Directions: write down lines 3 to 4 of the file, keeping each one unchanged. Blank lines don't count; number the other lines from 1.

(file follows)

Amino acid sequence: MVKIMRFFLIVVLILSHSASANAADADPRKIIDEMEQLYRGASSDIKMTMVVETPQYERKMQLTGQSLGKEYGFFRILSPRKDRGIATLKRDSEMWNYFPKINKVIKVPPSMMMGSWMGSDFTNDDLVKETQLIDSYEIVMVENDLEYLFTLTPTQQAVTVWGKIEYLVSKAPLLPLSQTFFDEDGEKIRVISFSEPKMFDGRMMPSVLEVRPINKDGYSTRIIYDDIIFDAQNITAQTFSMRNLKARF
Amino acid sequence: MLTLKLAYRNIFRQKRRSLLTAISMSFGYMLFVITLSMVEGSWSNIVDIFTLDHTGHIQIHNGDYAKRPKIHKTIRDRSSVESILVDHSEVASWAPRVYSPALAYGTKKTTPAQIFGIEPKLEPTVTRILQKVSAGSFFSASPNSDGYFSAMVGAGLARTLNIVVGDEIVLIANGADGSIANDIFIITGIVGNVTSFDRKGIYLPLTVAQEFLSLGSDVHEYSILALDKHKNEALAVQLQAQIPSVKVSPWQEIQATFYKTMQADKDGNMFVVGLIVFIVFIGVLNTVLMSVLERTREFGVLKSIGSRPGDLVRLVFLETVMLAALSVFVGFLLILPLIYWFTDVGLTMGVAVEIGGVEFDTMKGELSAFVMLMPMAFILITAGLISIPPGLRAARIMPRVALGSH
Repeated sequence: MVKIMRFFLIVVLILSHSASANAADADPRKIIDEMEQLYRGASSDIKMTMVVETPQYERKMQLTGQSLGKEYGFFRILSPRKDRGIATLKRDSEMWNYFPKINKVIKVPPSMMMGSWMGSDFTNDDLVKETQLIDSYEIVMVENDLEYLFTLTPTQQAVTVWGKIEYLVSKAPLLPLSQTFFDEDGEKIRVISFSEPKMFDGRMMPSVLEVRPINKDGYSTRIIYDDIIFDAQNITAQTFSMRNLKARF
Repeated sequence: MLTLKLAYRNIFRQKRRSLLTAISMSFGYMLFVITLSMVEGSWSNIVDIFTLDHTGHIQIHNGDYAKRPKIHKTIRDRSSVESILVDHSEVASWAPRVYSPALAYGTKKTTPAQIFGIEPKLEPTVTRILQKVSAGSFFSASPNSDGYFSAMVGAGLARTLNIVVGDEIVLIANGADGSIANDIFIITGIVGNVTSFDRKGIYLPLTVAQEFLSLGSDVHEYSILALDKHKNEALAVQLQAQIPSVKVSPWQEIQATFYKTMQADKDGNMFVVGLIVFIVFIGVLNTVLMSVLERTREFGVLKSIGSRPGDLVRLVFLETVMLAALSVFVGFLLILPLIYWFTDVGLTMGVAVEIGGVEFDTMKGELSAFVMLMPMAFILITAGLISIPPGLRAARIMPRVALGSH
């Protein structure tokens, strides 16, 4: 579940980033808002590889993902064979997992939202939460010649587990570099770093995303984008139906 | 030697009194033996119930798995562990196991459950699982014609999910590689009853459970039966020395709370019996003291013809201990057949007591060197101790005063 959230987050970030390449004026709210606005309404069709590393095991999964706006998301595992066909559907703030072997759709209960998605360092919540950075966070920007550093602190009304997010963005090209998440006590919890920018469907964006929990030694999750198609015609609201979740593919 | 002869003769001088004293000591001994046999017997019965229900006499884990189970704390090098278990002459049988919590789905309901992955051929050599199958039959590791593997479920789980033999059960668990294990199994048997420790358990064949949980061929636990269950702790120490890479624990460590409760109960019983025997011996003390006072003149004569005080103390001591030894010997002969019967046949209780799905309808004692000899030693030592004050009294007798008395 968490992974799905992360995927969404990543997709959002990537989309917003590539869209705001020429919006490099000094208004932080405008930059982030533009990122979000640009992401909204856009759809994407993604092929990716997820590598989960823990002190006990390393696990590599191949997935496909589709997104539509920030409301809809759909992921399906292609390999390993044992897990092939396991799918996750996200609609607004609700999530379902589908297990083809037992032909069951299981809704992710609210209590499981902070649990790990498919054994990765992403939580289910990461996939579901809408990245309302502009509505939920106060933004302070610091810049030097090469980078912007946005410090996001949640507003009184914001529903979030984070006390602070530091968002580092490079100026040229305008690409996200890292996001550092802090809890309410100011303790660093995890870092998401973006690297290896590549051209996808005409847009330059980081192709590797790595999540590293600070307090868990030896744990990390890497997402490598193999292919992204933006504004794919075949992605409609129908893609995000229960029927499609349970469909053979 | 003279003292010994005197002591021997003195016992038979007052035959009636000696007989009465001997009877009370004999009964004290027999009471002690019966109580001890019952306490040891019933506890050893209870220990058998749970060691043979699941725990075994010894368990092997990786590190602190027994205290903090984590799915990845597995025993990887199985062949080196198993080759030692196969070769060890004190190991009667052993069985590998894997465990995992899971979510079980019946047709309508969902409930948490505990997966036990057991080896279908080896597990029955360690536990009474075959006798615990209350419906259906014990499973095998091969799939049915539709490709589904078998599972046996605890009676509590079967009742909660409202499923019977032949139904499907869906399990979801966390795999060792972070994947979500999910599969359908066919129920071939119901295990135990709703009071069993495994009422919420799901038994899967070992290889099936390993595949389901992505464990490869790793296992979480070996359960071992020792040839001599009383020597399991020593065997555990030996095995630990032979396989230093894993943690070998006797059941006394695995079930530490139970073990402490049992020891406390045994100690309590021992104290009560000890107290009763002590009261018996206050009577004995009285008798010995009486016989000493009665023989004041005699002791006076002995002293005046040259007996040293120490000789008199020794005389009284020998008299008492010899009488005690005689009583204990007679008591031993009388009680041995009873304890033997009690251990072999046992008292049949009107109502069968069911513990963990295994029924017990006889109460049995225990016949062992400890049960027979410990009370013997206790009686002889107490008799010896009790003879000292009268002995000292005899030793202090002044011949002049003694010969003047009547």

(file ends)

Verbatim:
Repeated sequence: MVKIMRFFLIVVLILSHSASANAADADPRKIIDEMEQLYRGASSDIKMTMVVETPQYERKMQLTGQSLGKEYGFFRILSPRKDRGIATLKRDSEMWNYFPKINKVIKVPPSMMMGSWMGSDFTNDDLVKETQLIDSYEIVMVENDLEYLFTLTPTQQAVTVWGKIEYLVSKAPLLPLSQTFFDEDGEKIRVISFSEPKMFDGRMMPSVLEVRPINKDGYSTRIIYDDIIFDAQNITAQTFSMRNLKARF
Repeated sequence: MLTLKLAYRNIFRQKRRSLLTAISMSFGYMLFVITLSMVEGSWSNIVDIFTLDHTGHIQIHNGDYAKRPKIHKTIRDRSSVESILVDHSEVASWAPRVYSPALAYGTKKTTPAQIFGIEPKLEPTVTRILQKVSAGSFFSASPNSDGYFSAMVGAGLARTLNIVVGDEIVLIANGADGSIANDIFIITGIVGNVTSFDRKGIYLPLTVAQEFLSLGSDVHEYSILALDKHKNEALAVQLQAQIPSVKVSPWQEIQATFYKTMQADKDGNMFVVGLIVFIVFIGVLNTVLMSVLERTREFGVLKSIGSRPGDLVRLVFLETVMLAALSVFVGFLLILPLIYWFTDVGLTMGVAVEIGGVEFDTMKGELSAFVMLMPMAFILITAGLISIPPGLRAARIMPRVALGSH